Martineau had resorted to mesmerism not only as the only hope left to be cured, but also out of full confidence in the validity of a method whose efficiency had been proved by John Elliotson, Professor of Medicine at University College, London, in the s. In the s the induction of hypnotic trances as a form of medical treatment was still considered as charlatanism with no sound scientific basis.

She saw this as another opportunity of carrying out her duty of diffusing the truth, the scientific truth being the faith for which she was ready to dedicate the rest of her life and career. To her, mesmerism, and more broadly speaking science, was to replace religion as a means to have access to truth. This publication caused an immediate reaction of incomprehension and blame among many of her close connections, including the radical intellectuals of the period, George Henry Lewes, Marian Evans among others, even though it raised the very questions of religion and science, belief and unbelief they all wrote about.

She also entrusted her friend Maria Chapman with the duty of diffusing a letter written in to all her friends after her death, stating her own philosophical position, insisting on a clear distinction between atheism and disbelief in a First Cause:.

The form or constitution of the human mind requires the supposition of a First Cause. To go further than the supposition is to give an extension to Fetishism which the nineteenth century might be ashamed of, in its grown and educated men. What is knowable about a First Cause is simply this—as any disciple of positive philosophy is fully aware—that our mental constitution compels us to suppose a First Cause, and that First Cause cannot be the God of theology. III, —7. In her letter, she uses the strongest possible terms to clarify her position:.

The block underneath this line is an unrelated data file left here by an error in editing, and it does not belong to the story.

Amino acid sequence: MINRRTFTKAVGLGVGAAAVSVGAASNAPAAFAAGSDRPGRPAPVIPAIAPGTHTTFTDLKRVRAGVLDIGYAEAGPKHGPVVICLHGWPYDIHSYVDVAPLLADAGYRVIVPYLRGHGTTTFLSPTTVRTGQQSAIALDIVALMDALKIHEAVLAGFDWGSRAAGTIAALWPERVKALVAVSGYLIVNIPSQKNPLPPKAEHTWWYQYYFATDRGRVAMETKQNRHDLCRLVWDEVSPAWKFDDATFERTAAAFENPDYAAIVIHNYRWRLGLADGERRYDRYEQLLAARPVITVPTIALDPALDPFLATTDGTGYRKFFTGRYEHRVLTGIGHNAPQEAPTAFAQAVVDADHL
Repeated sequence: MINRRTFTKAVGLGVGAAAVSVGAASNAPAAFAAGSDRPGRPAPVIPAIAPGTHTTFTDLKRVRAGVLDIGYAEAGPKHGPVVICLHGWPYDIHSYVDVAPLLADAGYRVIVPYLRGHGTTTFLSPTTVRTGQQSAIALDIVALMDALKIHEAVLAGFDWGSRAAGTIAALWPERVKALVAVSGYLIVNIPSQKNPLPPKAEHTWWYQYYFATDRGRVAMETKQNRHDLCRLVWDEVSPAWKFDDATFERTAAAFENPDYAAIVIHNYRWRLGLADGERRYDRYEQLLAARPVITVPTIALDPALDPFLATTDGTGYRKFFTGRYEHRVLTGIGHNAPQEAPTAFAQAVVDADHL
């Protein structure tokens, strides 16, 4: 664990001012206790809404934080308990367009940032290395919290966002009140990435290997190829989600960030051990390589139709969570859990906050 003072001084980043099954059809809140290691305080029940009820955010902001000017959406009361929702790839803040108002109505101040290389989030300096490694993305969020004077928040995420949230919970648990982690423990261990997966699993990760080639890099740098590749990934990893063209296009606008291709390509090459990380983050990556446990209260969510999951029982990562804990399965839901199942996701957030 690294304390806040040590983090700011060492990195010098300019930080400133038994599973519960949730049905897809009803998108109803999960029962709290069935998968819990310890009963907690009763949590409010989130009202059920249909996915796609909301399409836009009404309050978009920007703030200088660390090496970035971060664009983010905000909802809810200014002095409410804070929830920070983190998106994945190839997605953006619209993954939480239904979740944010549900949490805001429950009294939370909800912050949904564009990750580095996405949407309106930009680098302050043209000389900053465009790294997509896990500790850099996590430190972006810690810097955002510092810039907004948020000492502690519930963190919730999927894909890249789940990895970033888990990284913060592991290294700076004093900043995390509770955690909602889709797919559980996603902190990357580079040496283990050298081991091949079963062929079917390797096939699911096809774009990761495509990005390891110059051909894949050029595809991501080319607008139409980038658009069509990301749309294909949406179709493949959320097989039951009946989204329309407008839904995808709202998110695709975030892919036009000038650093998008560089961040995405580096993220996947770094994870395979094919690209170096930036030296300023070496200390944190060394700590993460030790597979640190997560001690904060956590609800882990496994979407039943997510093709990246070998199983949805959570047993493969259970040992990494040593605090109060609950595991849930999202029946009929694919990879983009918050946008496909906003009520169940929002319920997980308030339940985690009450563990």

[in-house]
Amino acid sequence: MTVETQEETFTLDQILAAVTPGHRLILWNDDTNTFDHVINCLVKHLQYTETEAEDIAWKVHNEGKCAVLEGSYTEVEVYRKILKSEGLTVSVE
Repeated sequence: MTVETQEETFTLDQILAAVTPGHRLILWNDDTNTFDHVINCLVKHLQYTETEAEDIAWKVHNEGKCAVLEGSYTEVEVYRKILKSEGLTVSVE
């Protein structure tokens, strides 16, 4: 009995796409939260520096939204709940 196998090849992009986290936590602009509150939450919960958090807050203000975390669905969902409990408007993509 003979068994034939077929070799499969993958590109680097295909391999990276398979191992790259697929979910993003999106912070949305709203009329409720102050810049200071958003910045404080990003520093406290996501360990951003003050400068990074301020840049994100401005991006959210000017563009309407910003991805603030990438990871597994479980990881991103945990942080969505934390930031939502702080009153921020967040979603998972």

The belief was no doubt of use in its proper day, like every general belief, but its proper date is past; that which was a substantial faith as when the early Christians looked for the Millenium is now whenever it goes beyond a limited dogma a personal fancy, a bastard conception of unchastened imagination, and a sentimental egotism.

UNITARIAN-UNIVERSALISM | Encyclopedia of Cleveland History | Case Western Reserve University

As for the sense of general health, intellectual and moral, the full and joyous liberty under the everlasting laws of nature, and the disappearance of incongruity, perplexity, and moral disturbance such as every theory of the government of the universe must cause to thoughtful minds, we can only enjoy these blessings in sympathy with our fellow- disciples. We are healthier in mind, higher in views and conduct, and happier in life and the prospect of death, than we were before. Freely Translated and Condensed by Harriet Martineau.

My strongest inducement to this enterprise was my deep conviction of our need of this book in my own country, in a form which renders it accessible to the highest number of intelligent readers. We are living in a remarkable time, when the conflict of opinions renders a firm foundation of knowledge indispensable, not only to our intellectual moral, and social progress, but to our holding such ground as we have gained from former ages.

Her conviction is very clearly voiced in her Preface. To her, positivism is the modern form of belief allowing a new vision of human life, restoring to individual minds a sense of certainty and direction towards the ultimate goal of happiness for all men:. The supreme dread of every one who cares for the good of the nation or race is that men should be adrift for want of an anchorage for their convictions.

With pain and fear we see that a multitude, who might and should be among the wisest and best of our citizens, are alienated for ever from the kind of faith which sufficed for all in an organic period which has passed away, and they cannot obtain for themselves, any ground of conviction as firm and clear as that which sufficed for our fathers in their day. The moral dangers of such a state of fluctuation as has thus arisen are fearful in the extreme, whether the transition stage from one order of convictions to another be long or short. The work of M. Comte is unquestionably the greatest single effort that has been made to obviate this kind of danger; and my deep conviction is that it will be found to retrieve a vast amount of wandering, of unsound speculation, of listless or reckless doubt, and of moral uncertainty and depression.

The theological world cannot but hate a book which treats of theological belief as a transient state of the human mind. Comte treats of theology and metaphysics as defined to pass away, theologians and metaphysicians must necessarily abhor, dread and despise his work. Henceforth, evolution could be seen as an endless movement, opening the way to political and social reforms based on sound, scientifically justified grounds.